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All I really wanted to know when I called the Good News Rescue Mission’s office a week-and-a-half ago was one simple thing: What, pray tell, is the Mission’s capacity?
That number was important to the story I was working on, “Is Redding Cruel and Unusual?” which concerns the Redding City Council’s revision of the city’s anti-homeless camping ordinance. The revisions, passed unanimously by the city council last week, were in response to a U.S. Ninth Circuit Court of Appeals decision last September declaring such ordinances unconstitutional if there is not enough “available shelter” in the area.
In order to leap this hurdle—the Eight Amendment provisions against laws that are “cruel and unusual”—the city claims the Good News Rescue Mission, the only major homeless shelter in Shasta County, never reaches full capacity.
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Therefore, since the Mission is always available to anyone found camping on public property in the city, the Redding Police Department can cite them without violating the Ninth Circuit’s decision.
As I pointed out in my article last week, the city of Boise posed a similar argument to the Ninth Circuit and was rejected, leading to its decision such laws are cruel and unusual. Boise is two-and-half times the size of Redding but has a similar number of homeless people, upwards of 750 people, figures that just about everyone agrees are an underestimate. Boise has three faith-based homeless shelters compared to Redding’s one, the Mission.
Like the Good News Rescue Mission, two of Boise’s shelters, operated by Boise Rescue Mission, belong to the Association of Gospel Rescue Missions, which the court found has a policy of stating their shelters are never at full capacity—even when they are. The Ninth Circuit found this incredulous, as it did Boise Rescue Mission’s claim that its services were primarily secular.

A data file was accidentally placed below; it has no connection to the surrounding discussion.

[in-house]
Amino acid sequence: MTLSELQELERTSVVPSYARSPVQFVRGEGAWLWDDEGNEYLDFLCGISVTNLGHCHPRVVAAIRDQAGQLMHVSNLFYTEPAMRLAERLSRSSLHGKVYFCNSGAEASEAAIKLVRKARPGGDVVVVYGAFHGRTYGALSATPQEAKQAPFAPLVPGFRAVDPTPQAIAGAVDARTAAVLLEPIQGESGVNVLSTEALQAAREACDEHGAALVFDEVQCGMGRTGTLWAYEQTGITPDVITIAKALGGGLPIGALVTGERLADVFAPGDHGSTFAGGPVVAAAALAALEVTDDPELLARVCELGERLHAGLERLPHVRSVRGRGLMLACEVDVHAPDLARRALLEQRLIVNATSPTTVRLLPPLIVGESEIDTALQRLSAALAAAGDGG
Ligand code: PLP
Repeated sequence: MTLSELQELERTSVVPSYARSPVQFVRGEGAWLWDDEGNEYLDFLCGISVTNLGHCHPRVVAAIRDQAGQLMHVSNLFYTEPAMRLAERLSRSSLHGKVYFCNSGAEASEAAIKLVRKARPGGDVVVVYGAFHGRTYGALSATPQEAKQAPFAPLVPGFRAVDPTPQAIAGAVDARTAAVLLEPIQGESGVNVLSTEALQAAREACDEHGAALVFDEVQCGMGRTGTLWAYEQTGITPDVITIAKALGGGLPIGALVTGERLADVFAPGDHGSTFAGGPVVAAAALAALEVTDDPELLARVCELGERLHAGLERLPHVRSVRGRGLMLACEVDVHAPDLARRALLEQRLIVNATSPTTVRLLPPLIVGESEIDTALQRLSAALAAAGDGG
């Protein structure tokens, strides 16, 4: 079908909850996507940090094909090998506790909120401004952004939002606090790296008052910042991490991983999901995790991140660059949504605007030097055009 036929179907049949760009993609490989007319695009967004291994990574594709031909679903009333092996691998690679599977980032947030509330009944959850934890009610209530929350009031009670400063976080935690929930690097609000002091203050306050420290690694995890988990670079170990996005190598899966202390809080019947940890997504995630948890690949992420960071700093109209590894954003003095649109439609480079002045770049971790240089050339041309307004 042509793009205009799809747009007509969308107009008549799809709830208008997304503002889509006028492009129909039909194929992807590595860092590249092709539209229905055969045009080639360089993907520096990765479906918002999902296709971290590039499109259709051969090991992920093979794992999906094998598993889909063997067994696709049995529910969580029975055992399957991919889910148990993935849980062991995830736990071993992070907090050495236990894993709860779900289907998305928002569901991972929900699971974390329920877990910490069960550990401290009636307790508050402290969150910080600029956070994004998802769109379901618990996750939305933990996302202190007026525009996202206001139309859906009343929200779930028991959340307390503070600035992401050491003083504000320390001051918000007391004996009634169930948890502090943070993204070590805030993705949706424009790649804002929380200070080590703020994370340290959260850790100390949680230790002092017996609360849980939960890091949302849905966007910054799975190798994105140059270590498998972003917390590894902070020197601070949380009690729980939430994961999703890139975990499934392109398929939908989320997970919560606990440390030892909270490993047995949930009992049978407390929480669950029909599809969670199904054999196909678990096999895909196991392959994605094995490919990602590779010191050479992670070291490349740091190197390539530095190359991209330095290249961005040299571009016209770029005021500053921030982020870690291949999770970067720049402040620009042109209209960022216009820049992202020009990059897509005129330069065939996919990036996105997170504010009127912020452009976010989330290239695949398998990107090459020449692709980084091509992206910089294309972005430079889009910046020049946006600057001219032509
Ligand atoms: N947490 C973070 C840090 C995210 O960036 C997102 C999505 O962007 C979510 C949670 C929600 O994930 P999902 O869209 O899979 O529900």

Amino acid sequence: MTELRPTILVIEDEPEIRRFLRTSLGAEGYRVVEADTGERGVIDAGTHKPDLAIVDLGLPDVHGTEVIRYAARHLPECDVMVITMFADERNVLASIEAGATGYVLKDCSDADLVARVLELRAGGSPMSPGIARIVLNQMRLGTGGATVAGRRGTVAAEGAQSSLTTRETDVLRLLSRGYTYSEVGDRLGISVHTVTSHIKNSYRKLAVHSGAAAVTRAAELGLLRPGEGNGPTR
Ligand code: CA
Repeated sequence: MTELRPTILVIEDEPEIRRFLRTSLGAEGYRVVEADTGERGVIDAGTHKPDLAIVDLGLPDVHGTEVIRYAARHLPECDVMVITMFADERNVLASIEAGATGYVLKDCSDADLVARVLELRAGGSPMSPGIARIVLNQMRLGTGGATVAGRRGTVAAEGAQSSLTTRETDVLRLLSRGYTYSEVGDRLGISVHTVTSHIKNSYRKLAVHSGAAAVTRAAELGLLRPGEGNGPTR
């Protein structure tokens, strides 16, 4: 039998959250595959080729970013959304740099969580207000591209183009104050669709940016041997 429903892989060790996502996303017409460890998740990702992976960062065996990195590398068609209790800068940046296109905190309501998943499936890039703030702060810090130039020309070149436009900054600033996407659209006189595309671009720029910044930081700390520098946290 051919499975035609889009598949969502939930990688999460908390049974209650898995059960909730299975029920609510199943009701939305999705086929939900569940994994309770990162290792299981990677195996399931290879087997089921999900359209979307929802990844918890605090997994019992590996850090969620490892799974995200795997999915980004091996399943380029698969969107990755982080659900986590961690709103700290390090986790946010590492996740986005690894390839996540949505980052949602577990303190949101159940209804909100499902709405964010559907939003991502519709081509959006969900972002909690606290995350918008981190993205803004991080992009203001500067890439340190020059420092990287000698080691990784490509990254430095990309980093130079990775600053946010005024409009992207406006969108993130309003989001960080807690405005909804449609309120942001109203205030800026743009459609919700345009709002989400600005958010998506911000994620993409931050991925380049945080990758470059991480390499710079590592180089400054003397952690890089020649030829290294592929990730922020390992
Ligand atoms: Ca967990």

Now the city of Redding is making precisely the same claims about its revised anti-homeless camping ordinance. There’s always “available shelter” at the Mission.
That’s an impressive claim, especially considering no one from the city, during its deliberations on the revised ordinance, has ever stated what the actual capacity of the Mission is.
I figured the man to ask about the shelter’s capacity was Good News Rescue Mission executive director Jonathan Anderson. So I called the Mission’s office, asked for public relations, identified myself to the woman who answered and told her I wanted to talk to Anderson in regard to the shelter’s capacity and Redding’s revised anti-homeless camping ordinance.
This was late Thursday morning a week-and-a-half ago. She said he’d probably get back to me late in the afternoon.
He didn’t, and he didn’t call the next day either.
Nor did Anderson call over the weekend, while I was working on the story. Faced with a midnight Monday deadline, I searched the local news coverage on the ordinance issue looking for any mention of the Mission’s actual capacity, by the city attorney, the city council, the Mission, anyone, and came up with nothing.
In last week’s story, I finally went with a statement on the Mission’s website that it provides shelter to approximately 200 people nightly. Later, also on the Mission’s website, I found the number of people it claims it sheltered overnight in 2017, some 77,461 people, and divided it by 365, arriving at an average of 212 people sheltered nightly.
Of course, these numbers in the neighborhood of 200 people don’t indicate what the Mission’s capacity is when full, or if it’s ever been at full capacity.
However, in a Nov. 2017 story by KRCR-TV on the Mission’s just-completed “Building Hope” expansion project, which added 36 long-term beds for the women’s recovery program and 105 beds to the women and children’s shelter, Anderson told the station the added bed space would quickly fill up.
“Anderson said the facility is already expected to exceed capacity,” the station reported.
Yet since the Ninth Circuit’s decision last year, the Mission appears to have taken on quasi-magical properties enabling it to expand infinitely to accommodate all of the people camping on the city’s streets.
Anderson was indeed busy on the Thursday I called him—he was standing in front of a wooden cross at the Mission giving a video interview for the Redding Chamber of Commerce’s Facebook page.
In the video, which may have been recorded at an earlier date, Anderson explains that commerce, tourism and law enforcement must thrive if Redding’s economy is to prosper. He says it’s a myth that the Mission has ever been at full capacity, so there’s no excuse for anyone sleeping on the streets.
He then immediately undermines his own claim by offering a rather lengthy list of people—the severely ill, the severely mentally ill, known criminals—who can’t get services at the Mission for one reason or another.